MovieCriticND's blog

Play Violet for Me

Every night Violet and her sister Lyla (both played by Najarra Townsend) are at their usual bar, as are their admirers Foley (Matt Mercer) and Remy (John Paul Romeo). Violet is the sister who attracts all eyes; Lyla is less showy but just as attractive in her way. These facts are clear enough in the noir short Play Violet for Me, but beyond that you're left guessing based on the fascinating, tantalizing clues the movie slowly gives you.

Foley and Violet.  Or is it Lyla?


One crisp winter's day, four friends decide to head up to the mountains of Utah for a vacation. The family of one friend, Seth (David Lautman) has a condo there, and it's a great place to get away from it all and relax. And they all seem like they really need to relax. Sounds like a good plan, right? Don't let it fool you.

This is Mallory. She's not having the best of days.


Steve (Baker Chase Powell) has roommate problems. You see, Brian (Scott Aschenbrenner) is something of a slob -- a sloven, as the title says -- and Steve is tired of cleaning up after him, especially when Steve is busy trying to get ready for a Halloween party. There certainly is a lot of cleaning up to do, so I don't blame Steve for being annoyed. It seems as though Brian uses more plastic cups in a shorter time than any human being should. And Brian is so disorganized he can't even remember to bring his costume to the party.

Steve drinks to forget how messy his apartment is.

Man Underground

Thanks to sites like YouTube, anyone with a little basic equipment can post videos to get their message out there. Also thanks to sites like YouTube, it's ridiculously easy to get lost in a sea of videos, both helpful and not, entertaining or just plain alarming. In Man Underground, Willem Koda (George Basil) has exactly this problem -- he keeps trying to let others know The Truth, but he's hardly getting any hits. I think most of us can relate to the frustration of that last part.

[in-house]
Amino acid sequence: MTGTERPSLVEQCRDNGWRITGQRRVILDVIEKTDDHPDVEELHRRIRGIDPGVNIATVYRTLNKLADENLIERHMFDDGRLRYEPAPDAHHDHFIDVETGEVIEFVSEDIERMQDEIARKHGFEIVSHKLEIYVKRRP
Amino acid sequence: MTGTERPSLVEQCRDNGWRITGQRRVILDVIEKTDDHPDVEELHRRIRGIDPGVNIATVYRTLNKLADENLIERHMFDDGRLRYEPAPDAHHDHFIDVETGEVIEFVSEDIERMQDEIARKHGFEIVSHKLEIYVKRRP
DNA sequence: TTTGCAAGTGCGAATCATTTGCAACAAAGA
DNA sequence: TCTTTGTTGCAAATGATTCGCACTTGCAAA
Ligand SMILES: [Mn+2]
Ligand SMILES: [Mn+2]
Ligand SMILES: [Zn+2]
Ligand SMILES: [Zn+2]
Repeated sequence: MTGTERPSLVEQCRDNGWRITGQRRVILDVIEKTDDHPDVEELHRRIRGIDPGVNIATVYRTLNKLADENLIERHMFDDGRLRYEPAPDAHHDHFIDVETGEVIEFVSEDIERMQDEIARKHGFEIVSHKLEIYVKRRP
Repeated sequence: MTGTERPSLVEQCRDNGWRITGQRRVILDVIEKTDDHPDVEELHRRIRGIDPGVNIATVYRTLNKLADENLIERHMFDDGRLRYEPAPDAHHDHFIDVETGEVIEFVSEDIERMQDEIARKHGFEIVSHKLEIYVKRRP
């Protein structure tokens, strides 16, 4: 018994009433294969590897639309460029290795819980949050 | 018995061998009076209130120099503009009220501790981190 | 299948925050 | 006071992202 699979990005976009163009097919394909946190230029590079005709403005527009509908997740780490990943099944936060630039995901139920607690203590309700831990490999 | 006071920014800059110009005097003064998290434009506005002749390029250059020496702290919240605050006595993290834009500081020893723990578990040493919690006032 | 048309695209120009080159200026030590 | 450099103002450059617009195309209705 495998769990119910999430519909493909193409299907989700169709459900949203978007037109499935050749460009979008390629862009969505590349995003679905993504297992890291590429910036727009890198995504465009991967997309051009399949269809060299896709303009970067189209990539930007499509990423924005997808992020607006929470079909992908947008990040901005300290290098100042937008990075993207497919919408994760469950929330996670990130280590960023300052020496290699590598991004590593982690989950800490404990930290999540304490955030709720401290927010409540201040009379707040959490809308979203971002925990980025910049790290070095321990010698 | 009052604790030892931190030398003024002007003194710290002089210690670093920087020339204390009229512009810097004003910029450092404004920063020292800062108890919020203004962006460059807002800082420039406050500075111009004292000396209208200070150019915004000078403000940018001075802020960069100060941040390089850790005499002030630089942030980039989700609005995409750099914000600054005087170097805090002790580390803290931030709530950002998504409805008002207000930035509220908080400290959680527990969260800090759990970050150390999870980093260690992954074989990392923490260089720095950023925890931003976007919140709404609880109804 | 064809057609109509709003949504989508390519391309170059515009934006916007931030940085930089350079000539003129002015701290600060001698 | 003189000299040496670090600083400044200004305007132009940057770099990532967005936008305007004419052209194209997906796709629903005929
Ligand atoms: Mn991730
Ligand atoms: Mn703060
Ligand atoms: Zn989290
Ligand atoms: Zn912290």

Willem and Todd at Flossie's audition. They're all figuring this out as they go.

Feed the Black

I was told this would be a tough thing to review, and now I know why. Feed the Black is rather like a music video might have looked if they had been made back in the days when 'music' meant live performers and 'video' was whatever you happened to be looking at.

Maurice wakes from a nice nap. Or possibly death.

The Laughing Mask

The city is being terrorized by a mysterious killer known only as The Laughing Mask. The death toll is rising, but the murderer leaves no clues and the police are stymied. But one man, who has lost his wife and child to this evildoer, is determined to find his own brand of justice!

The Mask with a Jack in the Box. You don't want to know what he does with that.


It's rough moving on after the death of a loved one... especially when you're hallucinating that deceased loved one, among other things. Frank (David Graziano) lost his wife Isabella (Carlyne Fournier) three years ago and has been struggling ever since. His nephew Tommy (Justin Thibault) has been helping him out, but Frank is still taking medication to cope. Then he mysteriously receives a letter from his wife urging him to try to live his life again and, hesitantly, Frank starts to follow that advice.

The mysterious Mary. There's a lot of chain smoking in this movie.

Girl in Woods

Grace Walker (Juliet Reeves) hasn't had the greatest life so far. She still has nightmares about having seen her father (Lee Perkins) shoot himself in the head when she was seven, and no wonder. The medicine she's taking doesn't seem to be much help with that. Luckily, now she has her boyfriend Jim (Jeremy London) who doesn't mind that she wakes up screaming every night, and sometimes even during the day when she nods off while riding in the car.

Grace and friends. Three's a crowd.

Mark of the Witch

Everyone has wished for a different family at least once. How can you not, when every Thanksgiving Uncle Harry tells the same tired jokes and your cousins won't stop fighting over the best way to cook brussels sprouts? (Hint: There isn't one.) Or you might have the opposite problem, like Jordyn (Paulie Rojas) does in Mark of the Witch, where it's just her and her strict aunt Ruth (Nancy Wolfe), and Jordyn can only wish that someday she might find her real parents.

Jordyn with blood on her face. She's having one of those days.

Lurking Fear

Adapting an H.P. Lovecraft story into a film is always a tricky business. When I was a kid, I used to scare myself on a regular basis reading his stories, but the main reason the stories were so scary was because there was so much in them that couldn't be explained and that sometimes even the characters couldn't see. The second anyone starts trying to make such a story visible, you've lost the best way there is to frighten the audience. Luckily, Lurking Fear doesn't worry about this kind of problem one bit.

Cathryn held at gunpoint.